Another frustrating element, and one that goes unspoken because it’s so uncomfortable, is that we can see parts of ourselves in the speaker. Unless you’re exceptionally altruistic, there is almost certainly a part of you that makes moral compromises in order to maintain your lifestyle. It doesn’t have to be anything profound; maybe you eat Chick-Fil-A despite the fact that you disagree with their politics, or maybe you still haven’t given up shopping at Amazon despite feeling that on some level, the company is unethical. Even if that’s not the case, the fact of living in America means that to some extent, you’re essentially forced to participate in systems you don’t like. Conservatives happen to be very good at picking out these small hypocrisies; because they’ve decided not to care, they delight in exposing the inconsistencies of people who do.
On immigration, you can imagine the speaker above asking you a question like, “if you’re so concerned about immigrants, why don’t you let one stay in your house for free?” Even without that confrontation, though, we intuitively understand that many of us are living a compromise; we do want to maintain a good life, and yes, ultimately we understand that our good lives in this global world come at the expense of others, both at home and abroad. And we’re not trashing our belongings or leaving our homes in protest.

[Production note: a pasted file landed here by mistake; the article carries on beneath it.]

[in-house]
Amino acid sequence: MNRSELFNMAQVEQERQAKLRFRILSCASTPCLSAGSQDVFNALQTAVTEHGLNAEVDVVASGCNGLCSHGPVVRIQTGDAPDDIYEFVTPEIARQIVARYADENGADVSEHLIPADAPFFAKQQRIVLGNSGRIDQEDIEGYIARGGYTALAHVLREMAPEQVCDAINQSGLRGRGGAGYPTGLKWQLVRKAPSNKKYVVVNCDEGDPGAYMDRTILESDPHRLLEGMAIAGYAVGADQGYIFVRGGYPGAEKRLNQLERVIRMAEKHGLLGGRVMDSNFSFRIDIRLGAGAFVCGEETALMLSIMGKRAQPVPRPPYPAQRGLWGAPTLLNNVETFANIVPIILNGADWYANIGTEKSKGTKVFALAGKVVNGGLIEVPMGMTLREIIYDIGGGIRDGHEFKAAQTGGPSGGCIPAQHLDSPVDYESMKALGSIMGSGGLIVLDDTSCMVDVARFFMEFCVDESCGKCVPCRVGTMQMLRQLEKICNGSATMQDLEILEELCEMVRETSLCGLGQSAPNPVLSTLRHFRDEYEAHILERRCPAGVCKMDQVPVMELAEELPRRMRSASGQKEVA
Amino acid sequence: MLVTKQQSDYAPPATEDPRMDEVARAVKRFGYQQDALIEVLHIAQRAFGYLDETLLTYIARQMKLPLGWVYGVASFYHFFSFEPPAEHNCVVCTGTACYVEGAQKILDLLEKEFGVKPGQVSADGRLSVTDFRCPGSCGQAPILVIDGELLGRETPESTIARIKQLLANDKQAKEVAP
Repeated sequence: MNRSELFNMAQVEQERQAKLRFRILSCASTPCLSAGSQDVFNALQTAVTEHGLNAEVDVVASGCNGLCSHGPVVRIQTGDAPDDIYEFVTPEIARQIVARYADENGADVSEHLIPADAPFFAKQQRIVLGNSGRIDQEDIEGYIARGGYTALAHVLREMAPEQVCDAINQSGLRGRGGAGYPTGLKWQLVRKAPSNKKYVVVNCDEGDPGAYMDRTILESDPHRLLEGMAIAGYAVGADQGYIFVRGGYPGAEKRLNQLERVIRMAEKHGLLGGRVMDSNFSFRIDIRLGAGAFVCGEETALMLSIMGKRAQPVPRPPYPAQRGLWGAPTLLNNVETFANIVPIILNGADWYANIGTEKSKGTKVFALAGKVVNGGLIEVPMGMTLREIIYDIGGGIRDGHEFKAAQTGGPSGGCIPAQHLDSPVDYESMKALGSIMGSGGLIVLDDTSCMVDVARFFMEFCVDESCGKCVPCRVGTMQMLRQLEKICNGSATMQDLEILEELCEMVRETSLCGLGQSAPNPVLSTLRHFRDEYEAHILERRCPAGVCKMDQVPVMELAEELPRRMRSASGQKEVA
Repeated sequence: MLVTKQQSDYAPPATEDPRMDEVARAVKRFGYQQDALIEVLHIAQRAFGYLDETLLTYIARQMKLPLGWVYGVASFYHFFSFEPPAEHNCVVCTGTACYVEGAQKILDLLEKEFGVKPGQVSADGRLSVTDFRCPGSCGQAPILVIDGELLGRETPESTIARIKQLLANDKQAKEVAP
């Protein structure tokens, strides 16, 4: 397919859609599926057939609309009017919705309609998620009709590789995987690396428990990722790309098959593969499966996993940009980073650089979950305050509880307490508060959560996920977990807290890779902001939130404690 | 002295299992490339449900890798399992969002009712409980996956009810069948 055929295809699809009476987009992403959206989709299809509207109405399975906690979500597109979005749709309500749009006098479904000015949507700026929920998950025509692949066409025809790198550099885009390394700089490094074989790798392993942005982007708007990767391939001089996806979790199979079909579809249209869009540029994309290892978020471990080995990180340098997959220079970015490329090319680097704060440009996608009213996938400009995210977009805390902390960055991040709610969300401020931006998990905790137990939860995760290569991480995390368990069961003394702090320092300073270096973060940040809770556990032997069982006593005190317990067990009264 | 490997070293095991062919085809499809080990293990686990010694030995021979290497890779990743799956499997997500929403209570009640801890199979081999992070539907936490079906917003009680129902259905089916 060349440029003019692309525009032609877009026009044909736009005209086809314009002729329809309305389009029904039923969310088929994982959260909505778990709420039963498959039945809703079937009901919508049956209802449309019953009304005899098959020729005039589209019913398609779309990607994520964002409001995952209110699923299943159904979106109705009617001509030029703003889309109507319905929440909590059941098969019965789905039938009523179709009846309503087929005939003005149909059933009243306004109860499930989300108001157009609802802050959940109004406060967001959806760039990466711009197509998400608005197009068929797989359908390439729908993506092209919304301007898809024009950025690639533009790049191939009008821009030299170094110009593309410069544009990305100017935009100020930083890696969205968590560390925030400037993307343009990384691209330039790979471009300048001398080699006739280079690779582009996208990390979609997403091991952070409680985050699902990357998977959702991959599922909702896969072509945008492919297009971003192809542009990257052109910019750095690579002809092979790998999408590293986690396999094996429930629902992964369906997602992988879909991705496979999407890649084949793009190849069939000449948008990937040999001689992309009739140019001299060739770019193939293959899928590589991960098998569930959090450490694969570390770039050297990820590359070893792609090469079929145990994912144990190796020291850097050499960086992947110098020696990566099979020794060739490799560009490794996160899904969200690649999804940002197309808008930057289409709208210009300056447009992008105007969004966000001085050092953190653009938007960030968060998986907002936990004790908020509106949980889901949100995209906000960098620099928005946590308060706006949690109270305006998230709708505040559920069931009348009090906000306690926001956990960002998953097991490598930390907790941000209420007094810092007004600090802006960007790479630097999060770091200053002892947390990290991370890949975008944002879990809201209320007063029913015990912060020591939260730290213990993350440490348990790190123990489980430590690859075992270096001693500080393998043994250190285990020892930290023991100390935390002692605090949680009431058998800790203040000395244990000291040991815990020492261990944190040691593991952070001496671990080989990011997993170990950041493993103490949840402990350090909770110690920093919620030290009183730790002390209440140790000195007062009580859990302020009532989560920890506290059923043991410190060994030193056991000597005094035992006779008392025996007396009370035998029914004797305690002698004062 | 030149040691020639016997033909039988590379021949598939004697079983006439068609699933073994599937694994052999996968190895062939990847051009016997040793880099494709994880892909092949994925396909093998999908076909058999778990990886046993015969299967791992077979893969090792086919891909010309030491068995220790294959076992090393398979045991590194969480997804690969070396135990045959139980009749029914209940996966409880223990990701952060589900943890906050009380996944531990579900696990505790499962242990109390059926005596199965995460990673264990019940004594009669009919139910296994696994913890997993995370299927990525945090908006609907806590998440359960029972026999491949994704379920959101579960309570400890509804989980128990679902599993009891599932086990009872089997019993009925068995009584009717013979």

Confronted with these dilemmas, it can be tempting to turn on the idea itself; to identify it as poisonous, even violent, and to reach the conclusion that expressing it should be forbidden. I’m not interested in arguing whether that concept is right or wrong; only that it exists. In the past four years, we’ve seen figures from Milo Yiannopoulos to Donald Trump lose their platforms on social media due to expressing ideas that were judged as hateful and dangerous. Obviously, you can never totally suppress a figure as famous as Donald Trump, even if you take away his Twitter account. But Yiannopoulos is a different case; he was removed from Twitter and Facebook, and it’s a plain fact that you simply don’t see or hear about him as much anymore. Before we address the question in the title, about whether an idea can be smothered to death, we have to admit that yes, in some circumstances a person can be erased from prominence.